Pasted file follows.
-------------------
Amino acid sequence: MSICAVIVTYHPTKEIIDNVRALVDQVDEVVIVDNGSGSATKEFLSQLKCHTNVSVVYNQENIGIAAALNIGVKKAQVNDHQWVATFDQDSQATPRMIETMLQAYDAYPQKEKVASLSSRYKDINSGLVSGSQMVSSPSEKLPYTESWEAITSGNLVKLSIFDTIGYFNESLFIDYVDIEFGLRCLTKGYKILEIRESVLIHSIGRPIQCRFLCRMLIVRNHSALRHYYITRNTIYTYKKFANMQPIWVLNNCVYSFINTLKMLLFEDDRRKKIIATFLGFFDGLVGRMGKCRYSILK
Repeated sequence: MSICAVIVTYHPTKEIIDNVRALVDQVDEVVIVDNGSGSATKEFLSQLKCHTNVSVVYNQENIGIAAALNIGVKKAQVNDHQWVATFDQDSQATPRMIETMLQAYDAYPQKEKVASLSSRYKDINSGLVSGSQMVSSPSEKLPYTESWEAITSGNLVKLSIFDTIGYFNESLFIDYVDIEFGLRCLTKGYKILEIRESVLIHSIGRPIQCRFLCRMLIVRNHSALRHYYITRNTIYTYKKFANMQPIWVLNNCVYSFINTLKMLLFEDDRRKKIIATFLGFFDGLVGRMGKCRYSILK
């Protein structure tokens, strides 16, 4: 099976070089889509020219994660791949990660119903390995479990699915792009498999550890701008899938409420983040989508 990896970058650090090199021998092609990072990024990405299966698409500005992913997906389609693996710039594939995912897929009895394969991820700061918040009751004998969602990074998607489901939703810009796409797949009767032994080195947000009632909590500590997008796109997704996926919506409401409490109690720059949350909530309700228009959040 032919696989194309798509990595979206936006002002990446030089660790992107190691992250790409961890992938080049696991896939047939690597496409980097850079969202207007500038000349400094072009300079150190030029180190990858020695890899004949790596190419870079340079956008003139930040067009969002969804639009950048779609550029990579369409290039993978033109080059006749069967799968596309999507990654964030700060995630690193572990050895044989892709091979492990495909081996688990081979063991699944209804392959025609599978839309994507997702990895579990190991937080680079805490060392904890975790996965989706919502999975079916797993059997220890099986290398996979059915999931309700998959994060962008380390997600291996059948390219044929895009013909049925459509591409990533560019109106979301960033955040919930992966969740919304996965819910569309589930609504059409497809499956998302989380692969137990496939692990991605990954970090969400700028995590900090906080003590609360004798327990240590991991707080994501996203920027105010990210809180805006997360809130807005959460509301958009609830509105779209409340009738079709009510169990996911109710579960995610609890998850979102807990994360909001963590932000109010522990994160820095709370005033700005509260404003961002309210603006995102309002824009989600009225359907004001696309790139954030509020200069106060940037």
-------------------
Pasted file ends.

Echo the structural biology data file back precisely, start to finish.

Amino acid sequence: MSICAVIVTYHPTKEIIDNVRALVDQVDEVVIVDNGSGSATKEFLSQLKCHTNVSVVYNQENIGIAAALNIGVKKAQVNDHQWVATFDQDSQATPRMIETMLQAYDAYPQKEKVASLSSRYKDINSGLVSGSQMVSSPSEKLPYTESWEAITSGNLVKLSIFDTIGYFNESLFIDYVDIEFGLRCLTKGYKILEIRESVLIHSIGRPIQCRFLCRMLIVRNHSALRHYYITRNTIYTYKKFANMQPIWVLNNCVYSFINTLKMLLFEDDRRKKIIATFLGFFDGLVGRMGKCRYSILK
Repeated sequence: MSICAVIVTYHPTKEIIDNVRALVDQVDEVVIVDNGSGSATKEFLSQLKCHTNVSVVYNQENIGIAAALNIGVKKAQVNDHQWVATFDQDSQATPRMIETMLQAYDAYPQKEKVASLSSRYKDINSGLVSGSQMVSSPSEKLPYTESWEAITSGNLVKLSIFDTIGYFNESLFIDYVDIEFGLRCLTKGYKILEIRESVLIHSIGRPIQCRFLCRMLIVRNHSALRHYYITRNTIYTYKKFANMQPIWVLNNCVYSFINTLKMLLFEDDRRKKIIATFLGFFDGLVGRMGKCRYSILK
């Protein structure tokens, strides 16, 4: 099976070089889509020219994660791949990660119903390995479990699915792009498999550890701008899938409420983040989508 990896970058650090090199021998092609990072990024990405299966698409500005992913997906389609693996710039594939995912897929009895394969991820700061918040009751004998969602990074998607489901939703810009796409797949009767032994080195947000009632909590500590997008796109997704996926919506409401409490109690720059949350909530309700228009959040 032919696989194309798509990595979206936006002002990446030089660790992107190691992250790409961890992938080049696991896939047939690597496409980097850079969202207007500038000349400094072009300079150190030029180190990858020695890899004949790596190419870079340079956008003139930040067009969002969804639009950048779609550029990579369409290039993978033109080059006749069967799968596309999507990654964030700060995630690193572990050895044989892709091979492990495909081996688990081979063991699944209804392959025609599978839309994507997702990895579990190991937080680079805490060392904890975790996965989706919502999975079916797993059997220890099986290398996979059915999931309700998959994060962008380390997600291996059948390219044929895009013909049925459509591409990533560019109106979301960033955040919930992966969740919304996965819910569309589930609504059409497809499956998302989380692969137990496939692990991605990954970090969400700028995590900090906080003590609360004798327990240590991991707080994501996203920027105010990210809180805006997360809130807005959460509301958009609830509105779209409340009738079709009510169990996911109710579960995610609890998850979102807990994360909001963590932000109010522990994160820095709370005033700005509260404003961002309210603006995102309002824009989600009225359907004001696309790139954030509020200069106060940037």